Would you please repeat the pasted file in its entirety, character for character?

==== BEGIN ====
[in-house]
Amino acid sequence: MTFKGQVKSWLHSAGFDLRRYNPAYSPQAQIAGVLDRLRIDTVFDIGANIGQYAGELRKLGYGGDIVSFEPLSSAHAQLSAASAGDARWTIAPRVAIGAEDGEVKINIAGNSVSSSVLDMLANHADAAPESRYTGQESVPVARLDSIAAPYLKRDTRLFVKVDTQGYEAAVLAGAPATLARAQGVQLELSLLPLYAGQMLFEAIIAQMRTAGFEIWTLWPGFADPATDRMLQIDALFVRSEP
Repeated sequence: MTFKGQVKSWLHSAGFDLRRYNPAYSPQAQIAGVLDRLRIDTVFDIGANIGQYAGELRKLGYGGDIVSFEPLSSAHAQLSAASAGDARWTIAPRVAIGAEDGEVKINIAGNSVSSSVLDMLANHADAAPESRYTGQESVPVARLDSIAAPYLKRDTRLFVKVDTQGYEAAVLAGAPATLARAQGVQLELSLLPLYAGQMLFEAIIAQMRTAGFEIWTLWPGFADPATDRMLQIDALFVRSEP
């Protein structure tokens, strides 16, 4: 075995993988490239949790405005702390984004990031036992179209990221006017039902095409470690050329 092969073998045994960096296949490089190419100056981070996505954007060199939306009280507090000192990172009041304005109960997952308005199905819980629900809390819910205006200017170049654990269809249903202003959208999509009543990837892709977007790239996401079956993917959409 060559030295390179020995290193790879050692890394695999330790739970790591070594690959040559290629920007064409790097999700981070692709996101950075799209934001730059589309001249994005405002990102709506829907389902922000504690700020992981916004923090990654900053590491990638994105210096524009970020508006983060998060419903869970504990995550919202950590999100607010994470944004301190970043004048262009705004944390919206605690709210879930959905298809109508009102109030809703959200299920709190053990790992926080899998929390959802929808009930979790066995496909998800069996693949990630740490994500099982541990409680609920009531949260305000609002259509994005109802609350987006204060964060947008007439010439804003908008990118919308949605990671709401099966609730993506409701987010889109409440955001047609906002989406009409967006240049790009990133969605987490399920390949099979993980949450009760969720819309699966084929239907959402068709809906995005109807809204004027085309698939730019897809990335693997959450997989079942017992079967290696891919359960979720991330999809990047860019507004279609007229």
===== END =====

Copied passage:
[in-house]
Amino acid sequence: MTFKGQVKSWLHSAGFDLRRYNPAYSPQAQIAGVLDRLRIDTVFDIGANIGQYAGELRKLGYGGDIVSFEPLSSAHAQLSAASAGDARWTIAPRVAIGAEDGEVKINIAGNSVSSSVLDMLANHADAAPESRYTGQESVPVARLDSIAAPYLKRDTRLFVKVDTQGYEAAVLAGAPATLARAQGVQLELSLLPLYAGQMLFEAIIAQMRTAGFEIWTLWPGFADPATDRMLQIDALFVRSEP
Repeated sequence: MTFKGQVKSWLHSAGFDLRRYNPAYSPQAQIAGVLDRLRIDTVFDIGANIGQYAGELRKLGYGGDIVSFEPLSSAHAQLSAASAGDARWTIAPRVAIGAEDGEVKINIAGNSVSSSVLDMLANHADAAPESRYTGQESVPVARLDSIAAPYLKRDTRLFVKVDTQGYEAAVLAGAPATLARAQGVQLELSLLPLYAGQMLFEAIIAQMRTAGFEIWTLWPGFADPATDRMLQIDALFVRSEP
């Protein structure tokens, strides 16, 4: 075995993988490239949790405005702390984004990031036992179209990221006017039902095409470690050329 092969073998045994960096296949490089190419100056981070996505954007060199939306009280507090000192990172009041304005109960997952308005199905819980629900809390819910205006200017170049654990269809249903202003959208999509009543990837892709977007790239996401079956993917959409 060559030295390179020995290193790879050692890394695999330790739970790591070594690959040559290629920007064409790097999700981070692709996101950075799209934001730059589309001249994005405002990102709506829907389902922000504690700020992981916004923090990654900053590491990638994105210096524009970020508006983060998060419903869970504990995550919202950590999100607010994470944004301190970043004048262009705004944390919206605690709210879930959905298809109508009102109030809703959200299920709190053990790992926080899998929390959802929808009930979790066995496909998800069996693949990630740490994500099982541990409680609920009531949260305000609002259509994005109802609350987006204060964060947008007439010439804003908008990118919308949605990671709401099966609730993506409701987010889109409440955001047609906002989406009409967006240049790009990133969605987490399920390949099979993980949450009760969720819309699966084929239907959402068709809906995005109807809204004027085309698939730019897809990335693997959450997989079942017992079967290696891919359960979720991330999809990047860019507004279609007229």